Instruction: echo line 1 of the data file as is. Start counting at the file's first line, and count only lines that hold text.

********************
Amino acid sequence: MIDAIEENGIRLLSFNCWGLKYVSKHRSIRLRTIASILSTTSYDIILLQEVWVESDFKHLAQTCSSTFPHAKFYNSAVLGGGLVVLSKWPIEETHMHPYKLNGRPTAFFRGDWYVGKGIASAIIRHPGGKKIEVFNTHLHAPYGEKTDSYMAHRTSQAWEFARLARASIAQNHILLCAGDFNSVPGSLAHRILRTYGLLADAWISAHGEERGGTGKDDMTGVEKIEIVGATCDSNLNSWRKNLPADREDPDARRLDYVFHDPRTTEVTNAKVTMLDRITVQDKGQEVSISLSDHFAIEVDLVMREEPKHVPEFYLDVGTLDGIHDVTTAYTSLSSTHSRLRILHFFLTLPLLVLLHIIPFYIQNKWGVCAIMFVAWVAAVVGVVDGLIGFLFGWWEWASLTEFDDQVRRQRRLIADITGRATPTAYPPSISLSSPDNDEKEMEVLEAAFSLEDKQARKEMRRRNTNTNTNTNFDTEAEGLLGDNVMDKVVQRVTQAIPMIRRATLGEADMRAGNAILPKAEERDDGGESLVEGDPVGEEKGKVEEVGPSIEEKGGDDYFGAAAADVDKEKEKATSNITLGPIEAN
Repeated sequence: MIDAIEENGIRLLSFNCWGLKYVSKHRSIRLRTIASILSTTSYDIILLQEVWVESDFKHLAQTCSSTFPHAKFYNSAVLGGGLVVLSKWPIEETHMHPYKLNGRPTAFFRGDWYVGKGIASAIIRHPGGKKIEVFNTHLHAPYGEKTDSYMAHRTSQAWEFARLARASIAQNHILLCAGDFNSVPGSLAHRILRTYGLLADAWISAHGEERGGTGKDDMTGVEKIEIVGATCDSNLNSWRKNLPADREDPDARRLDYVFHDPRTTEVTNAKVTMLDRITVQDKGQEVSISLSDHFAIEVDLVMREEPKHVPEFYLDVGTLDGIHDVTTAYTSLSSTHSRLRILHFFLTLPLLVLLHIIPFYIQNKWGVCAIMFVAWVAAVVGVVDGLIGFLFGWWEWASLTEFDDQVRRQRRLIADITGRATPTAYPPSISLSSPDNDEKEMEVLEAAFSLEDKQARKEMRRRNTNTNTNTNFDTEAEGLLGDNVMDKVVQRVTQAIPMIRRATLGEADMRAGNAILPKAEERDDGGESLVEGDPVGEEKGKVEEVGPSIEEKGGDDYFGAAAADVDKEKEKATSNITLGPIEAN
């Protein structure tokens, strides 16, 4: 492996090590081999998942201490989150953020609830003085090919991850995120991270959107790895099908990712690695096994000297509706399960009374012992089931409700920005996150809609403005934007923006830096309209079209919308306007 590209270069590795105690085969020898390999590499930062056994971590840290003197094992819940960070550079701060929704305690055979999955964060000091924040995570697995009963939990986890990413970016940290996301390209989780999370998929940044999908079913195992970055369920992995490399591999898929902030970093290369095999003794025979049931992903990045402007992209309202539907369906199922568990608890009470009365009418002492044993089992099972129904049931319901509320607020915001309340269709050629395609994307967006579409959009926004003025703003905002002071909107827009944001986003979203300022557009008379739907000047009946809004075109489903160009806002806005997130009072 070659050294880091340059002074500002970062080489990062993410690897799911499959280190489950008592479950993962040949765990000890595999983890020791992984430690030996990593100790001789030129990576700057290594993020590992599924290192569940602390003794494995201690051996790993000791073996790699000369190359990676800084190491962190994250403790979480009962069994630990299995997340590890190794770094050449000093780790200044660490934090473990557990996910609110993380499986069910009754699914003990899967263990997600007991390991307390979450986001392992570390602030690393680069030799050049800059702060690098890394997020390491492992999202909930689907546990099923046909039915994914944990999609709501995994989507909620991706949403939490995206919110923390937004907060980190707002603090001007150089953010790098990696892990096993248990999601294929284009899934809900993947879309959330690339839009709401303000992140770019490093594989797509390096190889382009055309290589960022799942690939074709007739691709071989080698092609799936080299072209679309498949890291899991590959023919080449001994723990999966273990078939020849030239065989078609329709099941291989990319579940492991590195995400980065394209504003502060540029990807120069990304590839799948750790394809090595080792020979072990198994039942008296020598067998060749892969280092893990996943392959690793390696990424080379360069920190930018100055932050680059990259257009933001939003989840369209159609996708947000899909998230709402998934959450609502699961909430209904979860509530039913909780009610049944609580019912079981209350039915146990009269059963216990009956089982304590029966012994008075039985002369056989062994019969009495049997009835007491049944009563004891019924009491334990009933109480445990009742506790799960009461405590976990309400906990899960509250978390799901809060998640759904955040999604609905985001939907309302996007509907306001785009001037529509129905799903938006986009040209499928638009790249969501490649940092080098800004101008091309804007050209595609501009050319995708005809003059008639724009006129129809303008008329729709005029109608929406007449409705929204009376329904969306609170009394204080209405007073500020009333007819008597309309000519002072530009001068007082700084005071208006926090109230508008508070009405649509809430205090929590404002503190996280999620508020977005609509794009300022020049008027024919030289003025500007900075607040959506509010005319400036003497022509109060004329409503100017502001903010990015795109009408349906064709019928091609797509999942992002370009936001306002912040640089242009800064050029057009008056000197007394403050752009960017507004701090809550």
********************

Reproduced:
Amino acid sequence: MIDAIEENGIRLLSFNCWGLKYVSKHRSIRLRTIASILSTTSYDIILLQEVWVESDFKHLAQTCSSTFPHAKFYNSAVLGGGLVVLSKWPIEETHMHPYKLNGRPTAFFRGDWYVGKGIASAIIRHPGGKKIEVFNTHLHAPYGEKTDSYMAHRTSQAWEFARLARASIAQNHILLCAGDFNSVPGSLAHRILRTYGLLADAWISAHGEERGGTGKDDMTGVEKIEIVGATCDSNLNSWRKNLPADREDPDARRLDYVFHDPRTTEVTNAKVTMLDRITVQDKGQEVSISLSDHFAIEVDLVMREEPKHVPEFYLDVGTLDGIHDVTTAYTSLSSTHSRLRILHFFLTLPLLVLLHIIPFYIQNKWGVCAIMFVAWVAAVVGVVDGLIGFLFGWWEWASLTEFDDQVRRQRRLIADITGRATPTAYPPSISLSSPDNDEKEMEVLEAAFSLEDKQARKEMRRRNTNTNTNTNFDTEAEGLLGDNVMDKVVQRVTQAIPMIRRATLGEADMRAGNAILPKAEERDDGGESLVEGDPVGEEKGKVEEVGPSIEEKGGDDYFGAAAADVDKEKEKATSNITLGPIEAN